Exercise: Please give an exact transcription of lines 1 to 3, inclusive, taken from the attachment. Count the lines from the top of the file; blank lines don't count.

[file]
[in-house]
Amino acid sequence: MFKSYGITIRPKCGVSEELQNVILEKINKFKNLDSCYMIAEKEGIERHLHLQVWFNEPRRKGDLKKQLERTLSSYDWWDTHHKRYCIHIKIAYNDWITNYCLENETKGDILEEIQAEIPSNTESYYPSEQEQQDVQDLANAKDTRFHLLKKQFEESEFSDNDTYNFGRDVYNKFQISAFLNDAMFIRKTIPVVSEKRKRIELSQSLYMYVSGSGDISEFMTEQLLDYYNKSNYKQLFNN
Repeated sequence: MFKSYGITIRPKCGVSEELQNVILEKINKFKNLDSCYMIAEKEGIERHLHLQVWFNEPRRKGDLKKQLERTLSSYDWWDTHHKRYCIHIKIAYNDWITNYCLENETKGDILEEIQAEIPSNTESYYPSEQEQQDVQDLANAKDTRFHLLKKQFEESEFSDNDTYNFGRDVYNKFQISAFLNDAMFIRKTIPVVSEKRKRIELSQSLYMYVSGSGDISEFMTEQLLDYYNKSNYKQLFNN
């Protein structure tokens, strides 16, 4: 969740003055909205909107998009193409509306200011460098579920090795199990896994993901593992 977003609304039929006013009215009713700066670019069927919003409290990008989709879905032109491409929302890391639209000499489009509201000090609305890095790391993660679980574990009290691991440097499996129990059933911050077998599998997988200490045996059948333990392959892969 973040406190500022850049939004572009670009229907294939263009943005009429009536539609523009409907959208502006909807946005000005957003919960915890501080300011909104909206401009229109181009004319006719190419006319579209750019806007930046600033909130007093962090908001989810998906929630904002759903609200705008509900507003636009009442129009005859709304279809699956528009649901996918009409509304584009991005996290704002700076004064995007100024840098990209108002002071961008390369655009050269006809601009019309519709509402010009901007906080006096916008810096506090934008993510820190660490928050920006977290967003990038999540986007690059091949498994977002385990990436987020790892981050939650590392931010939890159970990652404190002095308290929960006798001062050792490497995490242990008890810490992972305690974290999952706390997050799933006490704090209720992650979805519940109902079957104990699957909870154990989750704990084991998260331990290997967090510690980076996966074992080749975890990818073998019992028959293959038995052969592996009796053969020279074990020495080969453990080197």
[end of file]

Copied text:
[in-house]
Amino acid sequence: MFKSYGITIRPKCGVSEELQNVILEKINKFKNLDSCYMIAEKEGIERHLHLQVWFNEPRRKGDLKKQLERTLSSYDWWDTHHKRYCIHIKIAYNDWITNYCLENETKGDILEEIQAEIPSNTESYYPSEQEQQDVQDLANAKDTRFHLLKKQFEESEFSDNDTYNFGRDVYNKFQISAFLNDAMFIRKTIPVVSEKRKRIELSQSLYMYVSGSGDISEFMTEQLLDYYNKSNYKQLFNN
Repeated sequence: MFKSYGITIRPKCGVSEELQNVILEKINKFKNLDSCYMIAEKEGIERHLHLQVWFNEPRRKGDLKKQLERTLSSYDWWDTHHKRYCIHIKIAYNDWITNYCLENETKGDILEEIQAEIPSNTESYYPSEQEQQDVQDLANAKDTRFHLLKKQFEESEFSDNDTYNFGRDVYNKFQISAFLNDAMFIRKTIPVVSEKRKRIELSQSLYMYVSGSGDISEFMTEQLLDYYNKSNYKQLFNN